The Historic Merger of irh (= to go) and viénarh (= to come)

Notice that the we/they and y’all forms of the verbs irh (= to change location, to be “on the way”) and viénarh (= the manitive and retrospective aspect auxiliary verb) are identical. That is, os viennent means “they are on their way” while os viennent àð irh means “they are just about to be on their way”. This is due to the fact that these two particular verbs have undergone a merger, to the point where irh is now known as “the verb of motion”, and (after having adopted many of the conjugation forms of viénarh) now carries both senses “go” and “come”. Whenever any type of active motion is the sense, then the verb irh is used. The verb viénarh (which originally meant “to come”) now has adopted the special use of forming the manitive and retrospective aspects (the “just about to” and “just finished” senses).

This modified distinction in the meaning of these two verbs holds true in all tenses and moods, even those (like the future tense) where the verbs do not share their conjugated forms. That is, irh is always “the verb of motion”, meaning either “to go” or “to come” based on context, and viénarh is always the auxiliary verb used to form the manitive and retrospective aspects.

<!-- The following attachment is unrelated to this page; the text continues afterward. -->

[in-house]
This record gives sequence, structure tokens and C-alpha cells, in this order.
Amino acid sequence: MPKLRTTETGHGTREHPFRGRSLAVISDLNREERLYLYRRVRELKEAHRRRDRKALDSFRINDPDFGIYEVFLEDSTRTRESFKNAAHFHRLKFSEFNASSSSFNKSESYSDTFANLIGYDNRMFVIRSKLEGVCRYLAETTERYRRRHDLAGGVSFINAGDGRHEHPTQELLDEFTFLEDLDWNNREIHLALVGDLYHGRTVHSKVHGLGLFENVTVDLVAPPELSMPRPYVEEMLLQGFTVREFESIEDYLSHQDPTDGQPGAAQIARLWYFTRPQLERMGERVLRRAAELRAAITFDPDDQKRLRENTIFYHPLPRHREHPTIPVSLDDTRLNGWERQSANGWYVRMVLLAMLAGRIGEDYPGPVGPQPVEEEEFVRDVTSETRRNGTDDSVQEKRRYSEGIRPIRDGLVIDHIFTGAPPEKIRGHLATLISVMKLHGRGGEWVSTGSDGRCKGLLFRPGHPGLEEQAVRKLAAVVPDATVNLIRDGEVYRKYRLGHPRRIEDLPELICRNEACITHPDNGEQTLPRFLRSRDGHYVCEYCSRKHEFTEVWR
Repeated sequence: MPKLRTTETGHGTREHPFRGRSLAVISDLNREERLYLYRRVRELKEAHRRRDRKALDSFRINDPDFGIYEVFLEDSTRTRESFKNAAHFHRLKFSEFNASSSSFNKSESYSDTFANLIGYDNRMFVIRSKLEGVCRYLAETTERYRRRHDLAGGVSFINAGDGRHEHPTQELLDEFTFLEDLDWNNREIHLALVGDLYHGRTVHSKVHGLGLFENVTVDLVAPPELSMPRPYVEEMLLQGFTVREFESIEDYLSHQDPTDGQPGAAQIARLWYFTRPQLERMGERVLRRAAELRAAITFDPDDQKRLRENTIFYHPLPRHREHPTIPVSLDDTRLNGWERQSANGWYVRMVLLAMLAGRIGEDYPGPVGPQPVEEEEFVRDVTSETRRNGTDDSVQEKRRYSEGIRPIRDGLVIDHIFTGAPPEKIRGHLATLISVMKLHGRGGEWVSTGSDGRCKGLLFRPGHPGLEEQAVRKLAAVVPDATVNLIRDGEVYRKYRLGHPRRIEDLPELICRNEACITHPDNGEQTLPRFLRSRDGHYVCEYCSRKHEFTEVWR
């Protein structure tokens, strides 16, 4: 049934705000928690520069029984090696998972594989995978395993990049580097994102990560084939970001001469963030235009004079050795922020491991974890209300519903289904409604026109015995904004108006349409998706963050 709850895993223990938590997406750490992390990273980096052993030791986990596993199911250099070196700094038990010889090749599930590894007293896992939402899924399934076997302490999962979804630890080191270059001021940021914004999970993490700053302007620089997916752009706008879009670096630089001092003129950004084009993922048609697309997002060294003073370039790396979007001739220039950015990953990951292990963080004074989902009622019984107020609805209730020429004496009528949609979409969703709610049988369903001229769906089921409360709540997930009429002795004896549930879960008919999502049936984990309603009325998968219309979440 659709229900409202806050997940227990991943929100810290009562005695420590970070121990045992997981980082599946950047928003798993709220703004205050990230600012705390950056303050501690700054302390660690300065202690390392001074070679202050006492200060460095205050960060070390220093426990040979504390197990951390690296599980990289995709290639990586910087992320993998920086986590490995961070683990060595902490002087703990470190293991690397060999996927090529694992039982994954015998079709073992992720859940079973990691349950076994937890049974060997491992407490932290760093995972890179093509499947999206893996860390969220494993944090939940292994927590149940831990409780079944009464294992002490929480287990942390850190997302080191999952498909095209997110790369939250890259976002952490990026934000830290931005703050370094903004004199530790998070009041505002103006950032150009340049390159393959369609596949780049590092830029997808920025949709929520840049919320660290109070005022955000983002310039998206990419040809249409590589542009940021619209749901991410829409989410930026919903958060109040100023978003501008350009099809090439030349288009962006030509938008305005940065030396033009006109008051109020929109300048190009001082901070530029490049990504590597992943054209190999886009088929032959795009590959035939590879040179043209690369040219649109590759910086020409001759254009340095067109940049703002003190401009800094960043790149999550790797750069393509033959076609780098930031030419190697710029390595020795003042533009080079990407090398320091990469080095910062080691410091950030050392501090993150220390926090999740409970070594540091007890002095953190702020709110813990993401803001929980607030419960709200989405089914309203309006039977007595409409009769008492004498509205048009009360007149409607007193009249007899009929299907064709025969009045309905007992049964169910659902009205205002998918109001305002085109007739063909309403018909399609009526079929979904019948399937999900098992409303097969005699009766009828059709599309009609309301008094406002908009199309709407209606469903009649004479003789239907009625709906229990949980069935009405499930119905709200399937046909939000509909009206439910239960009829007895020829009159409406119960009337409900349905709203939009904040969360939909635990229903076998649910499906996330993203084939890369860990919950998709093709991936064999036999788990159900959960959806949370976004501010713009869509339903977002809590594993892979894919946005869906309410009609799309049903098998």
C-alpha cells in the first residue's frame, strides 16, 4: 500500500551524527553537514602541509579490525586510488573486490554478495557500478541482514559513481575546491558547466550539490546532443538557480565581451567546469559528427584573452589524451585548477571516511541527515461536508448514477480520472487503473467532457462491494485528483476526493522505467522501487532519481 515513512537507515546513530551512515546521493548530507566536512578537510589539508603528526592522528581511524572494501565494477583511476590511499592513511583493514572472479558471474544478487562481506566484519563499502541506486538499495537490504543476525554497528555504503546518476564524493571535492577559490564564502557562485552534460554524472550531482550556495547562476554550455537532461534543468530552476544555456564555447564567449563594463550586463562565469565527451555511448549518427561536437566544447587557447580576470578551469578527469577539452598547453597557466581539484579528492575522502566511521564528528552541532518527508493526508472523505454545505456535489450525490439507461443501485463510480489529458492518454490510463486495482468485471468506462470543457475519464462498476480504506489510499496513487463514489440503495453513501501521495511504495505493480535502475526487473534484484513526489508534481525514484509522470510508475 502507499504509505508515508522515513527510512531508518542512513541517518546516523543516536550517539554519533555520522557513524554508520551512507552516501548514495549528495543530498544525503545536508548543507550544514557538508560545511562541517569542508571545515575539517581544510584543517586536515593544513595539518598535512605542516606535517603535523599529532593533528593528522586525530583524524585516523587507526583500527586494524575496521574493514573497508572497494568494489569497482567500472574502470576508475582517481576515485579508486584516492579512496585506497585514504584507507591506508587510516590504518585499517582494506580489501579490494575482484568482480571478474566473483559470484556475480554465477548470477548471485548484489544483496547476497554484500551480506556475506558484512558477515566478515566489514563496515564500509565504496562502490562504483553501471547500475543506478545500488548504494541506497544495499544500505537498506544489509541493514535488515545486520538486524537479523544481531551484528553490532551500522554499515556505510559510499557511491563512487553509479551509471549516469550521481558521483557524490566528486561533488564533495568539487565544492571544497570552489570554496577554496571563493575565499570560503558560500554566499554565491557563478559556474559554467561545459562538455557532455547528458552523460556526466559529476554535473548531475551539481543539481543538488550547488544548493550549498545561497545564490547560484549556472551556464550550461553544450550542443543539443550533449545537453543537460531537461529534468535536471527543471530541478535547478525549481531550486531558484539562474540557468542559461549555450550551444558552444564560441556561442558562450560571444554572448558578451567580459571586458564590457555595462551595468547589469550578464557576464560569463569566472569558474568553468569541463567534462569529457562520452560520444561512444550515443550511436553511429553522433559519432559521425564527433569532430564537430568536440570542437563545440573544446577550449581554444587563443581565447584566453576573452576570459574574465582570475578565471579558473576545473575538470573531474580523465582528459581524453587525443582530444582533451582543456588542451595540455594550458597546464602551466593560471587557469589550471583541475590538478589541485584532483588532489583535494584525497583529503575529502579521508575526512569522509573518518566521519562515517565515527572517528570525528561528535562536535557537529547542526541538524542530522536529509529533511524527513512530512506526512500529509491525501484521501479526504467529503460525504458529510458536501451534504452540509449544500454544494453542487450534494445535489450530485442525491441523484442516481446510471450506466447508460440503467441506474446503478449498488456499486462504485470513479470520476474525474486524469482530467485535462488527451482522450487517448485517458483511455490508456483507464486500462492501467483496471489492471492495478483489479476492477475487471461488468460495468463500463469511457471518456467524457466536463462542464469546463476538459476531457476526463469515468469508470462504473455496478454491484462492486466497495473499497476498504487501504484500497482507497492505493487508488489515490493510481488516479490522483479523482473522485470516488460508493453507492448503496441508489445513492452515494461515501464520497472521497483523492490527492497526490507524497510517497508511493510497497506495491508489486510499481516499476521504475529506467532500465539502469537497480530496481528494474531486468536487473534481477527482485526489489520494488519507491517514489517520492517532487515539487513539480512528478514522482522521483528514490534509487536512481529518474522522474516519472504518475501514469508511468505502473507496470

Since viénarh is only an auxiliary verb (that is, its only use is to provide a different verbal aspect to an infinitive that it introduces), this means that it is always followed by à or da and then an infinitive verb form. This separates it from irh, which is not an auxiliary verb at all; so consider how ambiguity is actually not an issue when the shared conjugated forms are seen: in os viennent da l’avendaziun (= they are on their way [“coming”] from the dinner), the verb viennent is a conjugation of irh, and in os viennent da zespartarh da l’avendaziun (= they just left the dinner), it is a conjugation of viénarh, forming the retrospective aspect. Notice how subtle the distinction is between these two example sentences, thus further explaining how these Talossan verbs managed to undergo this unique merger of conjugated forms and semantic shift.